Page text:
After leaving much of the matter of creating a new version of HTML to Apple, Google, Opera, and Mozilla, Microsoft has begun sinking its teeth into the Web standard.

The move adds clout to the effort to renovate HyperText Markup Language, the standard used to describe Web pages, which last was formally updated in 1999. In a mailing list posting on Friday, the software giant offered a host of questions and concerns with the present proposal.

"As part of our planning for future work, the IE team is reviewing the current editor's draft of the HTML5 spec and gathering our thoughts. We want to share our feedback and discuss this in the working group," said Internet Explorer Program Manager Adrian Bateman in the message. "I will post our notes as we collect them so we can iterate on our thinking more quickly. At this stage we have more questions than answers, but I believe that discussing them in public is the best way to make progress."

HTML 5 in its current draft form includes a number of significant advancements, notably several that make the Web a better foundation for applications, not just static Web pages. Among the present HTML 5 features are built-in video and audio, the ability to store data on a local computer to enable use of Web applications even when offline, Web Workers that can perform computational chores in the background without bogging down Web application responsiveness, Canvas for creating sophisticated two-dimensional graphics, and drag-and-drop for better Web application user interfaces.

The formal HTML standard is under the governance of the World Wide Web Consortium (W3C), and Microsoft's Chris Wilson is a co-chairman of the W3C group developing HTML. But much of the course of HTML 5 has been set so far outside that by a separate effort called the Web Hypertext Application Technology Working Group (WHATWG), which browser makers launched years ago when they didn't like the XHTML 2.0 direction the W3C was trying to take HTML.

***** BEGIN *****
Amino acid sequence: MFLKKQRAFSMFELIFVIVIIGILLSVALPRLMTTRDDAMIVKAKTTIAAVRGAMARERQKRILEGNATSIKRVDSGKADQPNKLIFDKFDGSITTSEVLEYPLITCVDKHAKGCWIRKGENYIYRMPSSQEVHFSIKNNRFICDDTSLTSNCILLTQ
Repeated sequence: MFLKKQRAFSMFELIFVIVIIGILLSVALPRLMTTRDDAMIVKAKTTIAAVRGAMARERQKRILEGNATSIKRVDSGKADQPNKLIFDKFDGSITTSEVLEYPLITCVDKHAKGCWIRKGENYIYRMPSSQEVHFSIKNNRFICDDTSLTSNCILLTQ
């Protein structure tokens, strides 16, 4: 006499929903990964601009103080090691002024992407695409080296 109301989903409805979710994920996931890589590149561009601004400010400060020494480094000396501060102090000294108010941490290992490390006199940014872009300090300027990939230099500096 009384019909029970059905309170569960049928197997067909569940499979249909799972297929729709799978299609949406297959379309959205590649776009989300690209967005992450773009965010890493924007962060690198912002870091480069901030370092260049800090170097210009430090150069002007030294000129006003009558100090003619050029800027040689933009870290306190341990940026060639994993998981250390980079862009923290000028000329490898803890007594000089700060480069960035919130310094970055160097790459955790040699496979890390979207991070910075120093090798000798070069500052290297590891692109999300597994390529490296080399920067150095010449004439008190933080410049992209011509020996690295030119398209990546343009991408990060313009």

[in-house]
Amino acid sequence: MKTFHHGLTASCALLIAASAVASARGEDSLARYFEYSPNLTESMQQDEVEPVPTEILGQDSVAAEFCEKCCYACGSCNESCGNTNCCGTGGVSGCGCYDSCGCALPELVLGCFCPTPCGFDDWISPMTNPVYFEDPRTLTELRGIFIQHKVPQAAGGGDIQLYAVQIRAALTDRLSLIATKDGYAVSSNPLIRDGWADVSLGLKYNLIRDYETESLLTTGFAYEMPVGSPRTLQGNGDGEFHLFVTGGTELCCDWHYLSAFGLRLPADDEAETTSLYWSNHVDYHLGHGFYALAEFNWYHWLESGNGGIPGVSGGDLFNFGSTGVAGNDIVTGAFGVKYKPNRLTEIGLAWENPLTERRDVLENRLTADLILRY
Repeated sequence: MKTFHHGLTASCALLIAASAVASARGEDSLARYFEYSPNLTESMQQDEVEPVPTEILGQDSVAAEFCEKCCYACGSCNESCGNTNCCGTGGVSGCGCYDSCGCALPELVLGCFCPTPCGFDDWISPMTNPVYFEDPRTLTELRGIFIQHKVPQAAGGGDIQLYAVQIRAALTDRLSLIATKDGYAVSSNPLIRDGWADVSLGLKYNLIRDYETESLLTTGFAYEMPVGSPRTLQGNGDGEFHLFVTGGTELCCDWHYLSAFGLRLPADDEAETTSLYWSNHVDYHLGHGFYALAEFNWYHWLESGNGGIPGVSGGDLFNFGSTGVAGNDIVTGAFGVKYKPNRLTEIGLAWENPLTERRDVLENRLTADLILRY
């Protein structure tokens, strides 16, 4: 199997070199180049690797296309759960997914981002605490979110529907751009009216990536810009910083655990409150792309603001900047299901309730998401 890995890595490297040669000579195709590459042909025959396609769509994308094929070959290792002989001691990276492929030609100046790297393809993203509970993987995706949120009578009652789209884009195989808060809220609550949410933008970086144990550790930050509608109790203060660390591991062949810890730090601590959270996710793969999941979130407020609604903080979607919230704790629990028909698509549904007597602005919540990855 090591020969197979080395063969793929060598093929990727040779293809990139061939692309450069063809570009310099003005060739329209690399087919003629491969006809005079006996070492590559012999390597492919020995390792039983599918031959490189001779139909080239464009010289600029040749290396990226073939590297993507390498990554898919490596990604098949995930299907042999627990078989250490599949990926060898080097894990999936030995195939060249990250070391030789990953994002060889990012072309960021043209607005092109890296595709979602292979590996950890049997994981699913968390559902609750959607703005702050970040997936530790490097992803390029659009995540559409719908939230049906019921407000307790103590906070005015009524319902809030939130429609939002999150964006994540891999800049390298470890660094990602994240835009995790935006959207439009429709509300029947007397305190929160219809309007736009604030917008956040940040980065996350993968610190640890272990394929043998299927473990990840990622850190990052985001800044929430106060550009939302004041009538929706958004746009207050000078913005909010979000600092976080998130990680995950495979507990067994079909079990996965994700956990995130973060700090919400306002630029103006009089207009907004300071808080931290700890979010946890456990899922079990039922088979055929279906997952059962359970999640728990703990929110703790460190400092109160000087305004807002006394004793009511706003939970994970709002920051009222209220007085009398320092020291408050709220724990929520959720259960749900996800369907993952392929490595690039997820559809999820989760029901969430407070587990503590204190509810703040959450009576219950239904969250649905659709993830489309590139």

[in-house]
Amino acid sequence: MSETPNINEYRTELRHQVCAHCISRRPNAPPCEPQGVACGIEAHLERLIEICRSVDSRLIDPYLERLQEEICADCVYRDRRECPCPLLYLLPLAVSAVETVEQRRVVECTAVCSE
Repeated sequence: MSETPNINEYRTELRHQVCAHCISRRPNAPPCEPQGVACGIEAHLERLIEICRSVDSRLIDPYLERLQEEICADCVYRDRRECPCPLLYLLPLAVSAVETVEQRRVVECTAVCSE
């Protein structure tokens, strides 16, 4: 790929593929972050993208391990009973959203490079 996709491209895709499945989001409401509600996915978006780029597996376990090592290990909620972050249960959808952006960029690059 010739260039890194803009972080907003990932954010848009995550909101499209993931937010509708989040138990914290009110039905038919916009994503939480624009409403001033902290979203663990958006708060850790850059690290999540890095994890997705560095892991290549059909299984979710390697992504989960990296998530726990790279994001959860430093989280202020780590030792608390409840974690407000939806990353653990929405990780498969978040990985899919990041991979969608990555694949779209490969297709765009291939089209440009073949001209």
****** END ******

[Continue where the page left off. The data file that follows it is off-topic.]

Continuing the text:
Microsoft hasn't been uninvolved in HTML 5. It's the origin of technology in HTML 5 called ContentEditable, which lets elements of Web pages be edited in place by people using a browser. And Microsoft said its newest browser, Internet Explorer 8, also supports these HTML 5 components: the DOM Store, Cross Document Messaging, Cross Domain Messaging, and Ajax Navigation.

But the new message indicates Microsoft is getting serious about the effort, digging into many nitty-gritty aspects of the proposed specification. That's important because Microsoft has of late embraced a standard-centric philosophy when it comes to what technology IE supports, and IE is of course the dominant browser on the market.

Microsoft declined to comment for this story.

Google, Apple, and Mozilla have been trumpeting HTML 5 features in their latest browsers, but Microsoft takes a more cautious tone.

"The support of ratified standards (that Web developers) can use is something that we are extremely supportive of," said Amy Barzdukas, general manager for IE, in a July interview. "In some cases, it can be premature to start claiming support for standards that are not yet in fact standards."